HOOVER, Ala. — LSU’s tale of pitching woe this season has been exhaustively documented.
It’s not just the print and online stories and TV coverage. There is rumor of a “tear in my beer” country and western song by new American Idol winner Laine Hardy in the works. And HBO is negotiating to buy the rights for an angst-filled miniseries to fill the void left by “Game of Thrones.”
But here at the Southeastern Conference tournament, the gloom has lifted. Pitching, to a significant and timely degree, has lifted LSU into its customary berth in the semifinals and looking more and more dangerous with the NCAA tournament looming next weekend.
The state of LSU’s pitching staff for Friday’s elimination game rematch with Mississippi State was rough. The Tigers were left with few options but to go with midweek starter/reliever Clay Moffitt in hopes that he could help hold the Bulldogs down long enough for LSU’s offense to come to the rescue.
He and relievers Aaron George and Chase Costello were more than up to the task in a 12-2 game that ended after seven innings because of the tournament’s 10-run rule. Stark contrast to the 17-inning, 6 hour, 43-minute telethon that State won 6-5 just after 3 a.m. Thursday morning.
“I’m glad we just had to play seven innings,” LSU coach Paul Mainieri said. “Every inning helps.”
Every win does, too.
Now 37-23, with 19 of those wins coming against teams in the current RPI top 50, the Tigers appear to have sewn up a regional at Alex Box Stadium next week. That's something that seemed out of reach a couple of weeks ago when LSU was mired in a five-game losing streak.
“We always felt good about ourselves. It’s those outside the program who expect us to win every game,” Mainieri said with a velvet-gloved jab at his and his team’s critics this year.
When you win, especially for the third time in five games against a top-four RPI team like Mississippi State, you can volley one back over the net at your detractors.
Assuming now that LSU is going to be at home in the NCAA tournament next week as the regional No. 1 seed, the Tigers have options as to what to do with a pitching staff that, as Les Miles might have said, is coming to health.
Those options start with freshman Landon Marceaux.
While the entire LSU baseball-loving world has been anxiously waiting for fellow freshman Cole Henry to return to the mound and return to form from a month’s arm-trouble exile, Marceaux was on a faster track from his earlier arm issues. He turned in a pair of promising outings against Auburn, one at home in Baton Rouge last week and the second here Thursday.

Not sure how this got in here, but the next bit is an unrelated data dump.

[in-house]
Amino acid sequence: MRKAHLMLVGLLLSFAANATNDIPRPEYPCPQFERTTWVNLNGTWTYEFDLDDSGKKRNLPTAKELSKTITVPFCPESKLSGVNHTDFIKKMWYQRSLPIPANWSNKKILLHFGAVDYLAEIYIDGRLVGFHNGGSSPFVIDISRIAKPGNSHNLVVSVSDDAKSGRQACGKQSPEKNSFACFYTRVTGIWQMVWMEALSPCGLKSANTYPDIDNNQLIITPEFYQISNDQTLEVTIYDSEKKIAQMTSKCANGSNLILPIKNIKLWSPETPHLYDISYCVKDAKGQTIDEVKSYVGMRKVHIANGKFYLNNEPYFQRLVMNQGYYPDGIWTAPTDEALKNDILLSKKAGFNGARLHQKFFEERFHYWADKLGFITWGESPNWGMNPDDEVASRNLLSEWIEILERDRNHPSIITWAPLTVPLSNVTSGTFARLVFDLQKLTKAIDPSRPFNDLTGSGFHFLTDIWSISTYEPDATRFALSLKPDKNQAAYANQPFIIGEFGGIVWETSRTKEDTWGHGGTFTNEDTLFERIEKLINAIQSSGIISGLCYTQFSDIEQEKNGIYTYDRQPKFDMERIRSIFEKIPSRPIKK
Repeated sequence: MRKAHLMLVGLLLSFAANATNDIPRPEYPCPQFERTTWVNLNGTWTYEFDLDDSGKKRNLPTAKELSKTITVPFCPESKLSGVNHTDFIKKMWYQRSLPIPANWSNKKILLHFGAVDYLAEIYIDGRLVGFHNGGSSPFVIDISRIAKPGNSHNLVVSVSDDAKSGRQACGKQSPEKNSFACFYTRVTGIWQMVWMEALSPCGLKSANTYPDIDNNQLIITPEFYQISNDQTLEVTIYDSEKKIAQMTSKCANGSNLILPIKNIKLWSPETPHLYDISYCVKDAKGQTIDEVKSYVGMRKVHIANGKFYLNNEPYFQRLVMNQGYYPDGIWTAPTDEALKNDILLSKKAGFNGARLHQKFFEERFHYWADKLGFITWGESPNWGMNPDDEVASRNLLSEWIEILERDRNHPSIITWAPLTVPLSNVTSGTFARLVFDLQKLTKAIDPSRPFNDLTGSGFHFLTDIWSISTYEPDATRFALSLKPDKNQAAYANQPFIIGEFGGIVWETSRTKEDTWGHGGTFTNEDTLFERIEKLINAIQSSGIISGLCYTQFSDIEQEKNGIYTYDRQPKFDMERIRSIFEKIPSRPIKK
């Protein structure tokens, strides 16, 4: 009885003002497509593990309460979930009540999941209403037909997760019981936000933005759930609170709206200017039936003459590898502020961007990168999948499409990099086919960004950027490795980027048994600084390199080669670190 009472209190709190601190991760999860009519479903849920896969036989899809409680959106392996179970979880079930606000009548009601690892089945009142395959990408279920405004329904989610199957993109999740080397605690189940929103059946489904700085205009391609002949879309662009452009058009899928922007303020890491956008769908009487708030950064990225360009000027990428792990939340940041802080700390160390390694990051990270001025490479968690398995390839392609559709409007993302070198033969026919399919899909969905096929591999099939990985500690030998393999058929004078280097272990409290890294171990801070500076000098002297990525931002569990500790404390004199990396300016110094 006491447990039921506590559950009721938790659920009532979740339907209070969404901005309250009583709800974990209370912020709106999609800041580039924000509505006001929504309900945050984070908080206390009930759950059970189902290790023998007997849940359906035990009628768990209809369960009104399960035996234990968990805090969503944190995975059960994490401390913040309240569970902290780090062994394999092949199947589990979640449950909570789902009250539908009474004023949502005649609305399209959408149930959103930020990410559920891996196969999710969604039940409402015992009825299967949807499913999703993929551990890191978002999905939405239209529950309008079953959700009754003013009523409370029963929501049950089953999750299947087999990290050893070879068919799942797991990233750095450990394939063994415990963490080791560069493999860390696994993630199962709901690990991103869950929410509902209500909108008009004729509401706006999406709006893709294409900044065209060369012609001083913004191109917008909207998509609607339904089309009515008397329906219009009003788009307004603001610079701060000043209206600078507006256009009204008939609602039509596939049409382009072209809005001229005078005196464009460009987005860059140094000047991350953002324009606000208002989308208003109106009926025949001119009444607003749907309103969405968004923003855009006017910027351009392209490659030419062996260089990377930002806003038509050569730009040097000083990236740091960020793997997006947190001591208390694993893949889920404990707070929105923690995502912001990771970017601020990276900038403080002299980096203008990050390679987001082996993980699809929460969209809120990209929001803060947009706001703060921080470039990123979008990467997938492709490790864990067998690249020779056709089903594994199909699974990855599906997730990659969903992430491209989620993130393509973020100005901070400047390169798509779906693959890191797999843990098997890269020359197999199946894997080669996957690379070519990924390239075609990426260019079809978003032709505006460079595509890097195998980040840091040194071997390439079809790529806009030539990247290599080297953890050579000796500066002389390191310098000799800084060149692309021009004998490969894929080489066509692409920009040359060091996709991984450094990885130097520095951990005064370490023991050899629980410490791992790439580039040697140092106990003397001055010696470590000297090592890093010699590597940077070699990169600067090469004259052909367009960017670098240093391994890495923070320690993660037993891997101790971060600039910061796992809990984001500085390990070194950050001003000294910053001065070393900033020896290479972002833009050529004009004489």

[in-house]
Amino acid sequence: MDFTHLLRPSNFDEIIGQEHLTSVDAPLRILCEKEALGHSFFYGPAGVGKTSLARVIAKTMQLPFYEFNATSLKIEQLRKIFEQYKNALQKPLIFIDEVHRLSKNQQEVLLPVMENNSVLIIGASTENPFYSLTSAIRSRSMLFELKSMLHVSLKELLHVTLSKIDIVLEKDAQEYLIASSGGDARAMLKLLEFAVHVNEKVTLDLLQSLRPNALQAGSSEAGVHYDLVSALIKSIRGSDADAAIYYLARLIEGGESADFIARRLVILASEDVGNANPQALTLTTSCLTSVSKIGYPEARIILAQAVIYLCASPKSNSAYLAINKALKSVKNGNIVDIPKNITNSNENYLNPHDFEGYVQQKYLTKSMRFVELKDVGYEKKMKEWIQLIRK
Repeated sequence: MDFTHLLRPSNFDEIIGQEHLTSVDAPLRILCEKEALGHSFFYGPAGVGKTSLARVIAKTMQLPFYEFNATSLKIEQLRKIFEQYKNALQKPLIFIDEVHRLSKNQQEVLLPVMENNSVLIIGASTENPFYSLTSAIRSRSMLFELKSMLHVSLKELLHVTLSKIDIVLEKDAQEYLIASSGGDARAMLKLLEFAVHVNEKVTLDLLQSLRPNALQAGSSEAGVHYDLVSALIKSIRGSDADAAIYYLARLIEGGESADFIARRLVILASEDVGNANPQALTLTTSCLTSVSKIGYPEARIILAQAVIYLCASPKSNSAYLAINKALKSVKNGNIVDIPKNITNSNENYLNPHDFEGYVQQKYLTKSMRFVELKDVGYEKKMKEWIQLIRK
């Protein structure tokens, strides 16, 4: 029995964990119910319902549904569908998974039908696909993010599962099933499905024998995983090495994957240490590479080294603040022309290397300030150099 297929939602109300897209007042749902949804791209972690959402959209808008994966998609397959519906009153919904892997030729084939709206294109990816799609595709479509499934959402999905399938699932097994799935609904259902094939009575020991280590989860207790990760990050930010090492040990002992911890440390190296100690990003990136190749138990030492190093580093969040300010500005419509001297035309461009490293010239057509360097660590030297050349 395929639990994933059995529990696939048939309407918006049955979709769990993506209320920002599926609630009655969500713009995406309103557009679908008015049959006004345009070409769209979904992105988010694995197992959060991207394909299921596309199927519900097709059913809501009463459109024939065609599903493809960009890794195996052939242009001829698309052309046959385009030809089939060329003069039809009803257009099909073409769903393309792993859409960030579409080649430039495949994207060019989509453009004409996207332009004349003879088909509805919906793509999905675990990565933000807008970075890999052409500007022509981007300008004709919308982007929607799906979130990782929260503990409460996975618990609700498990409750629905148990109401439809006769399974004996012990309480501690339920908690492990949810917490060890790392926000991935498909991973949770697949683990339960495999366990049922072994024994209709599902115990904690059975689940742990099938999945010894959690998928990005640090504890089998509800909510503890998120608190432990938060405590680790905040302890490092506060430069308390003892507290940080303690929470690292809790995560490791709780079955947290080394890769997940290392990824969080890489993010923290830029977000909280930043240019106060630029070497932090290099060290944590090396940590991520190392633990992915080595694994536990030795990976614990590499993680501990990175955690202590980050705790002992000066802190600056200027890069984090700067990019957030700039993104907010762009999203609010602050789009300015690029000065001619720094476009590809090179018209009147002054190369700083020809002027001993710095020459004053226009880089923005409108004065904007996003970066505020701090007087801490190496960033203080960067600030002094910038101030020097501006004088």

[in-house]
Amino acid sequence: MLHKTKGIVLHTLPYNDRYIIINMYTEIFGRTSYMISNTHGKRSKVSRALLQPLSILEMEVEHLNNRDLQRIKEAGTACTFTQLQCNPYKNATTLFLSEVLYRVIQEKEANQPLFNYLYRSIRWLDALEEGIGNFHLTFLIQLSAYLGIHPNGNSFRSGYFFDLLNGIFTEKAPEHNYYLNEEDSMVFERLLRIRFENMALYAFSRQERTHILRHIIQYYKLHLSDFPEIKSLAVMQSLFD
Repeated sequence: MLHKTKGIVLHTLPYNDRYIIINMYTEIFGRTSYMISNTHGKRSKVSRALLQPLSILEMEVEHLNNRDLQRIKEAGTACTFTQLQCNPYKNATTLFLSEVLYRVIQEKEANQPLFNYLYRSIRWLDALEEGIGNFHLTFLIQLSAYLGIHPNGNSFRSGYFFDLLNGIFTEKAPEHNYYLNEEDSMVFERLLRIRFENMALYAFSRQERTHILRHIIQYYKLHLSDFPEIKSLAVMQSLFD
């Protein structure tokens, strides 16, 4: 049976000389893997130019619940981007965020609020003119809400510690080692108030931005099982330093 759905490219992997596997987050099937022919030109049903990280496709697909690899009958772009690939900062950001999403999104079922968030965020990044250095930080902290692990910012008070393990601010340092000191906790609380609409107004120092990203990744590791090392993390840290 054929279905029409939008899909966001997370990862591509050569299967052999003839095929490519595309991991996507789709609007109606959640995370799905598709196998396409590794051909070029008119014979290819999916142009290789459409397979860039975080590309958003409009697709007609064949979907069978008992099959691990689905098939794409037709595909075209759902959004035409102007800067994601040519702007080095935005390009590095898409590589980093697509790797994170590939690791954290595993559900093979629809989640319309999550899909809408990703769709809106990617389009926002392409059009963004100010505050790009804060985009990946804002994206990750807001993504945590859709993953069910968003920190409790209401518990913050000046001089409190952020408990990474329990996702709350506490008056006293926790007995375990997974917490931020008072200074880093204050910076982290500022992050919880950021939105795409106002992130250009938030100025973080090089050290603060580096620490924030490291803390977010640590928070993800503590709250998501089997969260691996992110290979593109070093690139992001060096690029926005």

Marceaux was gone by the time LSU scored those two shocking wild pitch runs to win 4-3, but his 6 2/3 innings of seven-hit ball (allowing two unearned runs) were the patience-inducing influence the Tigers needed until all hell broke loose in the ninth. Not that Auburn hits anything like the 1927 Yankees, but it was a clutch pitching performance when LSU needed it to stay alive in this tournament and keep alive its hopes of being an NCAA regional host.
Almost as impactful was the youthful Marceaux’s attitude in the postgame news conference.
“I felt like I really needed to carry this team today,” Marceaux said. “Just get on my back and then let’s go. I go as deep and as hard as I can. That’s all I was trying to do today.”
I don’t know if Mainieri was smiling on the podium when Marceaux said that, but he had to like what he heard.
Given his most recent starts, Marceaux looks like the guy LSU should be slotting in for its pivotal second game in the regional, a game in which the Tigers will be trying to take command with a 2-0 record or survive a first-day upset.
LSU could then come back with a fully rested Henry (he started Tuesday against South Carolina) in the first game of the regional in Baton Rouge with a fully rested bullpen behind him. You can also make a good argument for starting a fully rested Eric Walker, too.
Then again, if LSU somehow upsets No. 1 Vanderbilt on Saturday, Henry might be in line to start Sunday’s championship game.
Crazy to think, isn’t it, considering where the Tigers just came from.
“We’re still here!” shortstop Josh Smith yelled in the dugout afterward. “We’re still here!”
Call Laine’s people and tell them those lyrics may have to be tweaked a bit.